Making sense of markup and margin:
When you look at your latest income statement, you probably check the bottom line first; for many electrical contractors, the net profit figure is often a surprise. If it’s a positive number, you breathe a sigh of relief and hope to repeat whatever smart operations decisions produced this result. If it’s negative, you shove the financial statements into the nearest desk drawer and hope for the best.
The profit figure shouldn’t be a surprise; it should be the result of goal setting that focuses on what you keep, instead of how much you sell. In order to set a profitability benchmark, though, you need to understand the basic components of pricing for profit. In this three-part series, we will look at the concepts of markup and margin, break-even and contribution to profit, and finally, your profit philosophy and goals.
The terms “markup” and “margin” are often used interchangeably, but they are not the same thing. Markup is an amount added to your direct costs to reach your selling price. Margin is the amount of gross profit dollars contained in that price that help to cover your overhead for the year. Let’s use a specific example to show the relationship between markup and margin.
You have a small job with a price of $15,000, and your direct cost for labor, materials and other job costs is $10,000. Is your markup 33 percent or 50 percent? You actually have a 33 percent margin in the final price, but you have to mark up the $10,000 cost by 50 percent to get that margin. Below are the formulas for margin and markup.
Notice that the numerator is the same for each formula, but the denominator for margin uses the selling price and the denominator for markup uses direct costs.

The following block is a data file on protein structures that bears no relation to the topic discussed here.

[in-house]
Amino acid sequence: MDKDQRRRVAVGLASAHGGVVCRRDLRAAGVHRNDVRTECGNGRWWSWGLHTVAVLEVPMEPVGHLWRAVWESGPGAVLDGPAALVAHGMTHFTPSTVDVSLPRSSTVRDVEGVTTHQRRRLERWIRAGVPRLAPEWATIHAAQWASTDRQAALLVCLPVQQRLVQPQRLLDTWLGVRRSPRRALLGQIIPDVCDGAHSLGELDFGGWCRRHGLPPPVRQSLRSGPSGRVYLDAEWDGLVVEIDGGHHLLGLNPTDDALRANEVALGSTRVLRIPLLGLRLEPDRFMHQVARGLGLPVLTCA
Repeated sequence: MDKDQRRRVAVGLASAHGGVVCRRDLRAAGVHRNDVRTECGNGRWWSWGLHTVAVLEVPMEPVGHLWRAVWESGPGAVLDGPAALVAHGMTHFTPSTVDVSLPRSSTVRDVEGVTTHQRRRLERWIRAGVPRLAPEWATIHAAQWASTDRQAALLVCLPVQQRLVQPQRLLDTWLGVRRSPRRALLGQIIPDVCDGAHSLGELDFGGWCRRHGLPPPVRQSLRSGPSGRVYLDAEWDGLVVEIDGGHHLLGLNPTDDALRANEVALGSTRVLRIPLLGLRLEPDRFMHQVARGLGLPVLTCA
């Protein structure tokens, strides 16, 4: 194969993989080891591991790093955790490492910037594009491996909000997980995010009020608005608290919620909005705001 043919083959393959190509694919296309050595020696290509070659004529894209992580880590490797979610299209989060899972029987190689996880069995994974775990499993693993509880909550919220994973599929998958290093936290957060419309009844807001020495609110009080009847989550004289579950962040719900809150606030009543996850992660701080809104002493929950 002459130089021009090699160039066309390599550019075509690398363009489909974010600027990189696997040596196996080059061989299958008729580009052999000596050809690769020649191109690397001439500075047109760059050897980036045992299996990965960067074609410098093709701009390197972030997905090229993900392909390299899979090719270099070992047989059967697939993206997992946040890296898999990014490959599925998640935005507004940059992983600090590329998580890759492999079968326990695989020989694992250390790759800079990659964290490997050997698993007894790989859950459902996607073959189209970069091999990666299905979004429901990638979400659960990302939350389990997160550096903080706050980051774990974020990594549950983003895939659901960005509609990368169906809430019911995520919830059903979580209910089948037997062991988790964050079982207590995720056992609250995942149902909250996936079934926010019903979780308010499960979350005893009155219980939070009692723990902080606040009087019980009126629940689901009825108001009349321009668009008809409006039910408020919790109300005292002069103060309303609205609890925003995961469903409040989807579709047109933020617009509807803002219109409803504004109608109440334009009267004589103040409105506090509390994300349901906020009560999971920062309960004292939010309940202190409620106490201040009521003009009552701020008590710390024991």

Don’t make the common mistake of trying to obtain a certain margin using that percentage as a markup number. For example, you want a 40 percent margin, and you calculate the price using 40 percent as a markup.
You get a nasty surprise—you have just lost 11.4 percent, or $1,596, by using the wrong formula. If you are confused, try thinking of markup as the tool you apply to achieve a particular target margin in your final price. In other words, you get margin by using a markup of your direct costs. Your markup will always be a much higher number than your final margin. So, if you want a 40 percent margin, you will always have to use a much higher markup number to get it into the final price.
Try creating a sample table, such as the one shown above, to help you get used to the relationship between the two concepts.
Let’s do a couple of sample calculations, using the table and direct costs of $10,000.
Q: What price would you use to obtain a 50 percent margin?
A: Multiply direct costs by the cost multiplier ($10,000 x 2.00) and you get $20,000. That gives you a markup of 100 percent and the price includes a 50 percent margin.
Q: What price would you use to obtain a 331/3 percent margin?
A:Multiply direct costs by the cost multiplier—$10,000 x 1.50—and you get $15,000. That gives you a markup of 50 percent, and the price includes a 331/3 percent margin.
If you look closely at the table, you will notice that the cost multiplier is the bridge between margin and markup. For example, you can multiple the cost multiplier of 2.00 times the margin of 50 percent and you will arrive at the markup of 100 percent. The cost multiplier is just the connecting factor.
Because the terms “markup” and “margin” are so similar, it may help to keep this information handy as a reminder of which is which. Of course, no calculation will provide the perfect price, unless you have correctly assigned your cost items to direct cost or overhead categories. Also, profit ties directly to two major operations issues. First, the percentage of your sales revenue that is related to direct cost items indicates how efficiently and accurately your company performs its site work. Second, the level of overhead as a percentage of your sales revenue tells you whether you are carrying a burden that is large enough to support your work or so large that it weighs down the whole operation.
Next month, we’ll look at the concept of break-even analysis and how shaving or slashing prices can affect profitability. EC
NORBERG-JOHNSON is a former subcontractor and past president of two national construction associations. She may be reached via e-mail at firstname.lastname@example.org.